1. the title itself- or the font: it's unique, not simply a standard typeface but one created to tie in with what the book is about. The uneven letters and scratchy bits give it a visual interest of its own.
  2. the colours: the full set of books looks impressive, but each volume has it's own vibrant shade. They are not dull. What's interesting about the  Parasyte spine is that it has clear sections, blocked against the black background, the contrast of which makes the colours pop more.
  3. layout/design/spacing: this is the 'sectioning' I was referring to. There's the half oblong on top, the image, the title, vol number, author name, and a second half-oblong containing the publisher logo. All are balanced beautifully. That's a lot of information but it's clearly laid out in a way that looks good and also tells the reader something about the feel of this book.
  4. the image: Parasyte contains some incredibly strong, arresting art, and it seems common sense to put some of that on the spine. The weirdness of Hitoshi Iwaaki's drawings are a benefit, using the visceral liet motif of eyes to great effect. A head bulging with numerous eyes; eyes peering out from an outstretched hand; a misshapen, looping face that is all eyeball. How can you not be drawn to it?
A mention for Gon here, which has a solid, effective spine format. The earthy colour scheme fits in with the natural/prehistoric theme. The 'O' in the tile is neatly punctuated with Gon's footprint, the kind of small detail that makes a difference. Lastly, the colour images pull the whole thing together. Although this is a more 'open' design than the Parasyte spines, you can see there's still a clear approach to layout, which is stuck to throughout: publisher logo, image excerpt, title, volume number, author name.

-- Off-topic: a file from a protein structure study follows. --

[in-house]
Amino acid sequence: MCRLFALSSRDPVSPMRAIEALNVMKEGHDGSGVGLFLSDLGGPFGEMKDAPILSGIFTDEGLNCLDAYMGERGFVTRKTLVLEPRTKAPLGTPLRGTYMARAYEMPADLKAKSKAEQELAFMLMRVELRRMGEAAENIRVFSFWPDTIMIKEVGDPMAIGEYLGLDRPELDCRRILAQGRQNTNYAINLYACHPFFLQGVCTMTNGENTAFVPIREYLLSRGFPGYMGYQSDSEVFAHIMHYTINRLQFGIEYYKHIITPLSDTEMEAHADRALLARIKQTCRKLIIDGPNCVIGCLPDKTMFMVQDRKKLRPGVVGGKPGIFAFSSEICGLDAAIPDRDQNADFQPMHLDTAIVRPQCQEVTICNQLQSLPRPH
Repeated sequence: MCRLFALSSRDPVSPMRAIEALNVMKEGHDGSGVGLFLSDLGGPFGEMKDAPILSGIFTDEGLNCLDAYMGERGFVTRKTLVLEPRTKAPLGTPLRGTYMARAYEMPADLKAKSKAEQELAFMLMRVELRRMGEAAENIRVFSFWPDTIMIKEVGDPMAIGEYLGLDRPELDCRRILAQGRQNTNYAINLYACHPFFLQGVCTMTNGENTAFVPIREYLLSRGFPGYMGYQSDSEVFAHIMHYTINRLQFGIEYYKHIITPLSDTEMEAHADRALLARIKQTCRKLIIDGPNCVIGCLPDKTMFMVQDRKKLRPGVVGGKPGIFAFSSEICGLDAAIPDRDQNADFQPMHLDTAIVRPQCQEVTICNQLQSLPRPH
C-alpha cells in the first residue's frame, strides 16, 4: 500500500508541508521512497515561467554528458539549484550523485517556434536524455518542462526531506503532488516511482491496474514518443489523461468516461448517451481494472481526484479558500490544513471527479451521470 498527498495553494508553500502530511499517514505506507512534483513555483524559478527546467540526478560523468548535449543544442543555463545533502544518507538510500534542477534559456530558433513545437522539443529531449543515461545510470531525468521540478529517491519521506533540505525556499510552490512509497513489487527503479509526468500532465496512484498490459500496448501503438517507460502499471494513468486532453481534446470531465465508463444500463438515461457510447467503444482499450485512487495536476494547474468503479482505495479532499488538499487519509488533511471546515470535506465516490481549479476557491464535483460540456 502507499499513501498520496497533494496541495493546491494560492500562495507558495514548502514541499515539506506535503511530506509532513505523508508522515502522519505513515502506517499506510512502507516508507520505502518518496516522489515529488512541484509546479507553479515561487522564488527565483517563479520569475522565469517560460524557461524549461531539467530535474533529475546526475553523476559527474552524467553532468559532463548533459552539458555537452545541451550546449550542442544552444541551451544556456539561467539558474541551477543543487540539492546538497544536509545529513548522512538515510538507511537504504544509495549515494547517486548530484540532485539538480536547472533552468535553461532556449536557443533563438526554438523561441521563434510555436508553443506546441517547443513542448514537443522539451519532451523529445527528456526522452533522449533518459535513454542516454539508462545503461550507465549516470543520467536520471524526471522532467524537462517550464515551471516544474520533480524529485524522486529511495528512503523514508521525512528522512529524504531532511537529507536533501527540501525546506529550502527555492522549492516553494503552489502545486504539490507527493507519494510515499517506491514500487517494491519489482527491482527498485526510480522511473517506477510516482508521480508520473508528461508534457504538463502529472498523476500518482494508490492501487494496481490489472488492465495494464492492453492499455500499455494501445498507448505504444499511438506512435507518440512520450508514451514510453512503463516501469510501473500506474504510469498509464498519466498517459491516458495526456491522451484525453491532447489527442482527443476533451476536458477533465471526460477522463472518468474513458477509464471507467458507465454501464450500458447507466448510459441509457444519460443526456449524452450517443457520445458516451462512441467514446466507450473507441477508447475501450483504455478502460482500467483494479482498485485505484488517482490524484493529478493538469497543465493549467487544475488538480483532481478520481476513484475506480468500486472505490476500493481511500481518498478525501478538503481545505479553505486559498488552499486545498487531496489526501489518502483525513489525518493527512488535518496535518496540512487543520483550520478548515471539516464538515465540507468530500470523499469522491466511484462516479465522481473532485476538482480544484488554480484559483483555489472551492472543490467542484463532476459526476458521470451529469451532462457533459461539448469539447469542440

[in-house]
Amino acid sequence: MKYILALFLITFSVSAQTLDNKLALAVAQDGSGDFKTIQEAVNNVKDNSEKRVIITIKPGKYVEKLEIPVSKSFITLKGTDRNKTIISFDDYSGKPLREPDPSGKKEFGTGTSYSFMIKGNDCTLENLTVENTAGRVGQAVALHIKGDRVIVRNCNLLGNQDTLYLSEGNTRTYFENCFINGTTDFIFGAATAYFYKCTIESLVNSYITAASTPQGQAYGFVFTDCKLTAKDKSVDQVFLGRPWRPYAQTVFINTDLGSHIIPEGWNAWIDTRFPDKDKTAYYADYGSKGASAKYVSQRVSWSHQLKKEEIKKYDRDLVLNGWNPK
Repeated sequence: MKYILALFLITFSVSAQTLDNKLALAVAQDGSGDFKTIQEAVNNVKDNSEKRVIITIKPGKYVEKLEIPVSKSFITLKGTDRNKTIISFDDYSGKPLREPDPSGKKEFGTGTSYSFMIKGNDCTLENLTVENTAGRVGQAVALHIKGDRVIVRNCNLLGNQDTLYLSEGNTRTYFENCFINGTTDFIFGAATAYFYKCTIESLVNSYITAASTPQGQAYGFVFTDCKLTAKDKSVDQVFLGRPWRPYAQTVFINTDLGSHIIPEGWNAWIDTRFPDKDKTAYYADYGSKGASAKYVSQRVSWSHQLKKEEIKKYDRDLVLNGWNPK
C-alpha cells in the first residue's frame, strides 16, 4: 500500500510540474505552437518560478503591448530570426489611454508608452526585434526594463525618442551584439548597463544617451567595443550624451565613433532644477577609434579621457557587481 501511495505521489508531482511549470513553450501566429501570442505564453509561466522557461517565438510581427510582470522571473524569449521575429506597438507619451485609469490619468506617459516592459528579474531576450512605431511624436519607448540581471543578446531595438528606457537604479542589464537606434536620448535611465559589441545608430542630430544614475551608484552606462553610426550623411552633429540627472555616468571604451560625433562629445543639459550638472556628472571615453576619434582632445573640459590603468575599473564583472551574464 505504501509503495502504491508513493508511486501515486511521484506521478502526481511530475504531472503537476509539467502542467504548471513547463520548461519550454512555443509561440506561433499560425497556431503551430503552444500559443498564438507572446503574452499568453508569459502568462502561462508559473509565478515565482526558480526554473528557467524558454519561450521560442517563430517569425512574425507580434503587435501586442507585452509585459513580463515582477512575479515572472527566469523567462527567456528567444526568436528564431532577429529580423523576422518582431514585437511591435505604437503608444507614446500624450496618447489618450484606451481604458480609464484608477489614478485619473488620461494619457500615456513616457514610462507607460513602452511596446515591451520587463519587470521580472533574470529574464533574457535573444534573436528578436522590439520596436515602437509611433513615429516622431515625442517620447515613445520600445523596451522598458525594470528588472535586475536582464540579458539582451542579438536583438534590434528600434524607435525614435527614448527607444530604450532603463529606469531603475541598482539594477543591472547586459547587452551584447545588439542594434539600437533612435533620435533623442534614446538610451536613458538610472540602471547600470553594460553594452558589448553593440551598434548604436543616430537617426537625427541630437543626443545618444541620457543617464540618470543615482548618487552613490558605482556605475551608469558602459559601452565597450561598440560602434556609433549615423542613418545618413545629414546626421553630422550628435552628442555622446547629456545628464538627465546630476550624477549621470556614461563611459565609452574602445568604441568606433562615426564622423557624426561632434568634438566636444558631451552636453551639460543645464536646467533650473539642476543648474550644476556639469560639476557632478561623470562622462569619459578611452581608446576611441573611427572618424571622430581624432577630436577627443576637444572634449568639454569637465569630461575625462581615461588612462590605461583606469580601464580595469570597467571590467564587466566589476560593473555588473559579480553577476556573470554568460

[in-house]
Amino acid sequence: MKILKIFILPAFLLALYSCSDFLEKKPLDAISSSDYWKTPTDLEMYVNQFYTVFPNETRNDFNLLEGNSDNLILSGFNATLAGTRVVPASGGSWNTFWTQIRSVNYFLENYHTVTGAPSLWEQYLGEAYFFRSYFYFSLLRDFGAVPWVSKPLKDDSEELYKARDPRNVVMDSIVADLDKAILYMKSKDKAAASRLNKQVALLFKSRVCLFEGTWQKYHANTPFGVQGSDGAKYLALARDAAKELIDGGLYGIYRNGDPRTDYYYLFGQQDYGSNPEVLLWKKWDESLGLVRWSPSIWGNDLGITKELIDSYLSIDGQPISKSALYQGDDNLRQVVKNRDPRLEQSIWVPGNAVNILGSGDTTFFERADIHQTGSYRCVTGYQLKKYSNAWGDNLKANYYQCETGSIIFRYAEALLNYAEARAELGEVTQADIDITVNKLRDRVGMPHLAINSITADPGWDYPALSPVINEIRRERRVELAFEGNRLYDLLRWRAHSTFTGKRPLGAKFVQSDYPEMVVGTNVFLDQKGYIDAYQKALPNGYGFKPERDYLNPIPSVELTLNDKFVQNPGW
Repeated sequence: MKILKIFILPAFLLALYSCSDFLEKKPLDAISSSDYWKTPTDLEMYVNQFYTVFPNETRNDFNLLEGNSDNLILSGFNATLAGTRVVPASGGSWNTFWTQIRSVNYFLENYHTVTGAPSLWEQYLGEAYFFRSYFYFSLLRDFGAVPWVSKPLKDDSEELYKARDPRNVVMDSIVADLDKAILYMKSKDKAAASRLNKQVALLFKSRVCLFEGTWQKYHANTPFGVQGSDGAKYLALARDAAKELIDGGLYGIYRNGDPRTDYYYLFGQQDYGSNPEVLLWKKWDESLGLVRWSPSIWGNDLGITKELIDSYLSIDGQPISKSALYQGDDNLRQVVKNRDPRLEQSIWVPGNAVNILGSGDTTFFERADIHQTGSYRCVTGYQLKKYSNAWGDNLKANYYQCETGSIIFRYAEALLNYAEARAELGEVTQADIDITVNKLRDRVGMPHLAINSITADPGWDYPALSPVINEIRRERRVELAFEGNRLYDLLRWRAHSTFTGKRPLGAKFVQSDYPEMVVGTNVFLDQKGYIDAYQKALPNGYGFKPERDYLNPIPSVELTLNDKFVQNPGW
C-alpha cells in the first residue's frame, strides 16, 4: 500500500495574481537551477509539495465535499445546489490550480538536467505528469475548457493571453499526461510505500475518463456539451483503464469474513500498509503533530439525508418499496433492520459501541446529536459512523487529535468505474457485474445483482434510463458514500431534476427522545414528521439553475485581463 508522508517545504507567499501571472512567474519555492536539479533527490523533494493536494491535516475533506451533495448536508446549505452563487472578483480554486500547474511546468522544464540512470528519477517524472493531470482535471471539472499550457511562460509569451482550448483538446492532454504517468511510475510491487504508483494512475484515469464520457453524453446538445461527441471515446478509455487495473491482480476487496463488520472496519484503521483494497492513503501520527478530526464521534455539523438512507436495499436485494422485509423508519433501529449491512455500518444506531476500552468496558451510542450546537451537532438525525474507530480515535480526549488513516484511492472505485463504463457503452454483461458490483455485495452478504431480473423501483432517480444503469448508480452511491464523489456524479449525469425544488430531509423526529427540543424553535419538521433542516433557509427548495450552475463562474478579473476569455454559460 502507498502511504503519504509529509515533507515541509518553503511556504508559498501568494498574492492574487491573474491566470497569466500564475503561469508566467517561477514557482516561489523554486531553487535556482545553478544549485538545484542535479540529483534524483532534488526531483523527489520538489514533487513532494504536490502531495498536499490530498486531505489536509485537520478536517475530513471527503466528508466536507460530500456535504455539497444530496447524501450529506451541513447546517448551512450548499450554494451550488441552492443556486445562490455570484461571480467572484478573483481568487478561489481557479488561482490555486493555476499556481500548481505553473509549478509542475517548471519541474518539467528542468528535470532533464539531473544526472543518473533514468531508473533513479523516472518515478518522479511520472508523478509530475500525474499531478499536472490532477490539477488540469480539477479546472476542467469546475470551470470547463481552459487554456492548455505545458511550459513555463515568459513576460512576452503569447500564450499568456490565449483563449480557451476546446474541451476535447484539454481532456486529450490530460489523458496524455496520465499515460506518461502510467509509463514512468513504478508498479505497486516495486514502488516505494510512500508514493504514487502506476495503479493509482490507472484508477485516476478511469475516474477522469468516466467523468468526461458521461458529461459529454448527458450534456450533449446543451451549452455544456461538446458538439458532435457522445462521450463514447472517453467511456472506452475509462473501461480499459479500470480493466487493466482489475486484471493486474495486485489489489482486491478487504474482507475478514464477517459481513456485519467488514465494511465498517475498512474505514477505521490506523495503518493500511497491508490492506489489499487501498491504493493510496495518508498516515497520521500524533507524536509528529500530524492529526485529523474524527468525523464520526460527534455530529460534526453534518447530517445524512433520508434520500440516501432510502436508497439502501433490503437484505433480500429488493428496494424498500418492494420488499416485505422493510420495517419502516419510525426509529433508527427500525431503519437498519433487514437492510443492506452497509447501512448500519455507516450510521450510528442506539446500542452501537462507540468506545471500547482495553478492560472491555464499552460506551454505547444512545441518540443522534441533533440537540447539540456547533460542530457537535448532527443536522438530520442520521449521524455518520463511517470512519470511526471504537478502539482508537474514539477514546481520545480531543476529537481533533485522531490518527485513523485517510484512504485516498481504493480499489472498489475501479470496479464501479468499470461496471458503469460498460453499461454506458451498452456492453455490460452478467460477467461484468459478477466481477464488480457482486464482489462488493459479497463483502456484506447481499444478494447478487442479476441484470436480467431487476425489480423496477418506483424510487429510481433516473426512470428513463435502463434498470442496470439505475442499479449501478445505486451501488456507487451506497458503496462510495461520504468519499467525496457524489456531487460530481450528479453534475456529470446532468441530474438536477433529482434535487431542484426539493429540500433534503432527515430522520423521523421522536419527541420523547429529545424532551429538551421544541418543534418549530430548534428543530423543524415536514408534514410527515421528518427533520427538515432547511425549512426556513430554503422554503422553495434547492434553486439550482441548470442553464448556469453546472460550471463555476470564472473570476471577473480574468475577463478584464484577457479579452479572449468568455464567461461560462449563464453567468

Many manga often have the lead character/s feature on the spine, from floating heads, upper body shots to full body drawings.  These Cross Game spines utilise colour nicely, with the lively green/orange theme played out not only across the whole set but on each book. Again, the title is stylised and includes a four-leaf clover, and Mitsuru Adachi's superb illustrations decorate the bottom. Cross Game is very much a character piece and that's something you can quickly glean from looking at these people. The illustrations here are doing a lot of the heavy lifting.

This Azumanga Daioh omnibus is one of my absolute favourites. The cover is a wraparound, with the cast of characters walking along together from back cover to spine to front cover. Placement is key, so that it's spread in a way that those 3 still work if viewed separately. The spine gives you a full look at 2 of the characters, both with differing expressions. If we're talking about what we can tell from a spine, here we can tell this is about school girls (the uniform) contrasting personalities, and friendship. I love, too, that the title is placed in a little 'speech' balloon at the top. It's not a big balloon, but being at the top (and being the only text) helps.